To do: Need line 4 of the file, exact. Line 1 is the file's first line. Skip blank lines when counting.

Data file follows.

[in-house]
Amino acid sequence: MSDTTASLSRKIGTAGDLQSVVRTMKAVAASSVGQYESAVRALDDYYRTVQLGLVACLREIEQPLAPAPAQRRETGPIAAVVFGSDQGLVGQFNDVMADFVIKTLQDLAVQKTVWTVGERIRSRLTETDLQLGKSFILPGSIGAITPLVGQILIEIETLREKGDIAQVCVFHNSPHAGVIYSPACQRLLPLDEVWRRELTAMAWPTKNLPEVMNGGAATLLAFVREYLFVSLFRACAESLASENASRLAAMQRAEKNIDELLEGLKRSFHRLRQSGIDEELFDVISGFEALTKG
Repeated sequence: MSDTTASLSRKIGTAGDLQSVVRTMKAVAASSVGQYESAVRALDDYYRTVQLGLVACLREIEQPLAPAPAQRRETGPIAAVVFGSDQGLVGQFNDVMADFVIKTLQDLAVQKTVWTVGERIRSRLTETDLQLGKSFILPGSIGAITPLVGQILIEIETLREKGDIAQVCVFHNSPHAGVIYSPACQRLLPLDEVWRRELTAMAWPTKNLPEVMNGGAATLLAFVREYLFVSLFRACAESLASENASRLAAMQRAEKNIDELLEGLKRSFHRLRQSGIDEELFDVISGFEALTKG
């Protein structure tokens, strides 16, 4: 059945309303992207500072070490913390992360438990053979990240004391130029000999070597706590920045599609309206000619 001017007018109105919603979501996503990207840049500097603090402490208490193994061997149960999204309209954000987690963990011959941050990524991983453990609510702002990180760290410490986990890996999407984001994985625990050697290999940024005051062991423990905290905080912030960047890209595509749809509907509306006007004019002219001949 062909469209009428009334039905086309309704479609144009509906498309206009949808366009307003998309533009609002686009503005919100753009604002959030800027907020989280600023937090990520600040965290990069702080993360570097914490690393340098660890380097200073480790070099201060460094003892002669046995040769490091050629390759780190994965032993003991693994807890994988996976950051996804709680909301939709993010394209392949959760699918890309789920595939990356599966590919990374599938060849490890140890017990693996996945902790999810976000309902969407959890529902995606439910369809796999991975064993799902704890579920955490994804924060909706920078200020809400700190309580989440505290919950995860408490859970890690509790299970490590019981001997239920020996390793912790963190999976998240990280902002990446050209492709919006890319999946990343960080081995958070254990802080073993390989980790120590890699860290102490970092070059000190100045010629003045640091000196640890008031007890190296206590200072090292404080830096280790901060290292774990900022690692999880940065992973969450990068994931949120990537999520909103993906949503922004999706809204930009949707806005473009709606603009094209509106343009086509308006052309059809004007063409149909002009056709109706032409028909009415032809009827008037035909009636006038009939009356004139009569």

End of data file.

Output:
């Protein structure tokens, strides 16, 4: 059945309303992207500072070490913390992360438990053979990240004391130029000999070597706590920045599609309206000619 001017007018109105919603979501996503990207840049500097603090402490208490193994061997149960999204309209954000987690963990011959941050990524991983453990609510702002990180760290410490986990890996999407984001994985625990050697290999940024005051062991423990905290905080912030960047890209595509749809509907509306006007004019002219001949 062909469209009428009334039905086309309704479609144009509906498309206009949808366009307003998309533009609002686009503005919100753009604002959030800027907020989280600023937090990520600040965290990069702080993360570097914490690393340098660890380097200073480790070099201060460094003892002669046995040769490091050629390759780190994965032993003991693994807890994988996976950051996804709680909301939709993010394209392949959760699918890309789920595939990356599966590919990374599938060849490890140890017990693996996945902790999810976000309902969407959890529902995606439910369809796999991975064993799902704890579920955490994804924060909706920078200020809400700190309580989440505290919950995860408490859970890690509790299970490590019981001997239920020996390793912790963190999976998240990280902002990446050209492709919006890319999946990343960080081995958070254990802080073993390989980790120590890699860290102490970092070059000190100045010629003045640091000196640890008031007890190296206590200072090292404080830096280790901060290292774990900022690692999880940065992973969450990068994931949120990537999520909103993906949503922004999706809204930009949707806005473009709606603009094209509106343009086509308006052309059809004007063409149909002009056709109706032409028909009415032809009827008037035909009636006038009939009356004139009569």